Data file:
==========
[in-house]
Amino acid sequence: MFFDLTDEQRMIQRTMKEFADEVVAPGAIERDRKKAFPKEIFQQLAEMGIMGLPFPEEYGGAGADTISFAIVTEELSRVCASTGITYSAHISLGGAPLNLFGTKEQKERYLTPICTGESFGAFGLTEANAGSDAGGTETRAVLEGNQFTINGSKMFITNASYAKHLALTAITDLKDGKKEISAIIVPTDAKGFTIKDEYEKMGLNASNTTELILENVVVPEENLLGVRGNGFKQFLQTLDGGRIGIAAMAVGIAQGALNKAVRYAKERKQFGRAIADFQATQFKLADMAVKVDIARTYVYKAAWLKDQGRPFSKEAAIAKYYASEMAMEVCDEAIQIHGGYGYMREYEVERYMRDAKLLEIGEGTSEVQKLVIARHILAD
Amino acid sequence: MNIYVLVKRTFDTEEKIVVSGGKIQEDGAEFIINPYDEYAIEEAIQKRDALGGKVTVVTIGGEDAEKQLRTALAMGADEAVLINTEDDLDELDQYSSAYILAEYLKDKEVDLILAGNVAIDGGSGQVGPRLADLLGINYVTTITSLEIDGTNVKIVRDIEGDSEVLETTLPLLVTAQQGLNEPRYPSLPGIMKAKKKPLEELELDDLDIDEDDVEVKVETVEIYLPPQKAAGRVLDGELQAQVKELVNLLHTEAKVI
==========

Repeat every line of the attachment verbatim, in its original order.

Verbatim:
[in-house]
Amino acid sequence: MFFDLTDEQRMIQRTMKEFADEVVAPGAIERDRKKAFPKEIFQQLAEMGIMGLPFPEEYGGAGADTISFAIVTEELSRVCASTGITYSAHISLGGAPLNLFGTKEQKERYLTPICTGESFGAFGLTEANAGSDAGGTETRAVLEGNQFTINGSKMFITNASYAKHLALTAITDLKDGKKEISAIIVPTDAKGFTIKDEYEKMGLNASNTTELILENVVVPEENLLGVRGNGFKQFLQTLDGGRIGIAAMAVGIAQGALNKAVRYAKERKQFGRAIADFQATQFKLADMAVKVDIARTYVYKAAWLKDQGRPFSKEAAIAKYYASEMAMEVCDEAIQIHGGYGYMREYEVERYMRDAKLLEIGEGTSEVQKLVIARHILAD
Amino acid sequence: MNIYVLVKRTFDTEEKIVVSGGKIQEDGAEFIINPYDEYAIEEAIQKRDALGGKVTVVTIGGEDAEKQLRTALAMGADEAVLINTEDDLDELDQYSSAYILAEYLKDKEVDLILAGNVAIDGGSGQVGPRLADLLGINYVTTITSLEIDGTNVKIVRDIEGDSEVLETTLPLLVTAQQGLNEPRYPSLPGIMKAKKKPLEELELDDLDIDEDDVEVKVETVEIYLPPQKAAGRVLDGELQAQVKELVNLLHTEAKVI